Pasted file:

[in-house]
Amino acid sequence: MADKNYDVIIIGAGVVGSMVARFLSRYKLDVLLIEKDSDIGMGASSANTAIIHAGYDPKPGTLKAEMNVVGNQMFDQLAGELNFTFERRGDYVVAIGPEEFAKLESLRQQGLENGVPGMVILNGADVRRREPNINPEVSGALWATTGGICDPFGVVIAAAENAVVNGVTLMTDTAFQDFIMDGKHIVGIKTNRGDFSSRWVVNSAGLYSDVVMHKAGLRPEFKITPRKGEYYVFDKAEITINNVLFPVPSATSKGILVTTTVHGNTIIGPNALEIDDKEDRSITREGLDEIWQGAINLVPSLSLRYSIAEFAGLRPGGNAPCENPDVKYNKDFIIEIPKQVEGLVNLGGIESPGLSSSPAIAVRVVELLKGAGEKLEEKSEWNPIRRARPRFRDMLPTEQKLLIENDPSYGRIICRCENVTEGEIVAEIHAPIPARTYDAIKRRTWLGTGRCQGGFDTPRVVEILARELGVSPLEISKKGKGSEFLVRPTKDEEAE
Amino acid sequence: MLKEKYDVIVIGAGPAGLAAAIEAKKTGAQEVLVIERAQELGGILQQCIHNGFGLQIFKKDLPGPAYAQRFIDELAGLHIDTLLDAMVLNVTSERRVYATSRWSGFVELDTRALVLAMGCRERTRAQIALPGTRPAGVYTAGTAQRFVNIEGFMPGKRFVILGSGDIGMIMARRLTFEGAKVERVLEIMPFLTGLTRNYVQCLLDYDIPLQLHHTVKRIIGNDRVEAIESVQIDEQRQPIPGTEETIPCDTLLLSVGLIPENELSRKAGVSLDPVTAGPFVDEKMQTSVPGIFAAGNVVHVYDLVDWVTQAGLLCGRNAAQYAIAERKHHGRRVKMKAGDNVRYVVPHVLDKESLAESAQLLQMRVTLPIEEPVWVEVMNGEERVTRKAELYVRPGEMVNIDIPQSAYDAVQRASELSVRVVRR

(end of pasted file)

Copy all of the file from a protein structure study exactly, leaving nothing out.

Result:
[in-house]
Amino acid sequence: MADKNYDVIIIGAGVVGSMVARFLSRYKLDVLLIEKDSDIGMGASSANTAIIHAGYDPKPGTLKAEMNVVGNQMFDQLAGELNFTFERRGDYVVAIGPEEFAKLESLRQQGLENGVPGMVILNGADVRRREPNINPEVSGALWATTGGICDPFGVVIAAAENAVVNGVTLMTDTAFQDFIMDGKHIVGIKTNRGDFSSRWVVNSAGLYSDVVMHKAGLRPEFKITPRKGEYYVFDKAEITINNVLFPVPSATSKGILVTTTVHGNTIIGPNALEIDDKEDRSITREGLDEIWQGAINLVPSLSLRYSIAEFAGLRPGGNAPCENPDVKYNKDFIIEIPKQVEGLVNLGGIESPGLSSSPAIAVRVVELLKGAGEKLEEKSEWNPIRRARPRFRDMLPTEQKLLIENDPSYGRIICRCENVTEGEIVAEIHAPIPARTYDAIKRRTWLGTGRCQGGFDTPRVVEILARELGVSPLEISKKGKGSEFLVRPTKDEEAE
Amino acid sequence: MLKEKYDVIVIGAGPAGLAAAIEAKKTGAQEVLVIERAQELGGILQQCIHNGFGLQIFKKDLPGPAYAQRFIDELAGLHIDTLLDAMVLNVTSERRVYATSRWSGFVELDTRALVLAMGCRERTRAQIALPGTRPAGVYTAGTAQRFVNIEGFMPGKRFVILGSGDIGMIMARRLTFEGAKVERVLEIMPFLTGLTRNYVQCLLDYDIPLQLHHTVKRIIGNDRVEAIESVQIDEQRQPIPGTEETIPCDTLLLSVGLIPENELSRKAGVSLDPVTAGPFVDEKMQTSVPGIFAAGNVVHVYDLVDWVTQAGLLCGRNAAQYAIAERKHHGRRVKMKAGDNVRYVVPHVLDKESLAESAQLLQMRVTLPIEEPVWVEVMNGEERVTRKAELYVRPGEMVNIDIPQSAYDAVQRASELSVRVVRR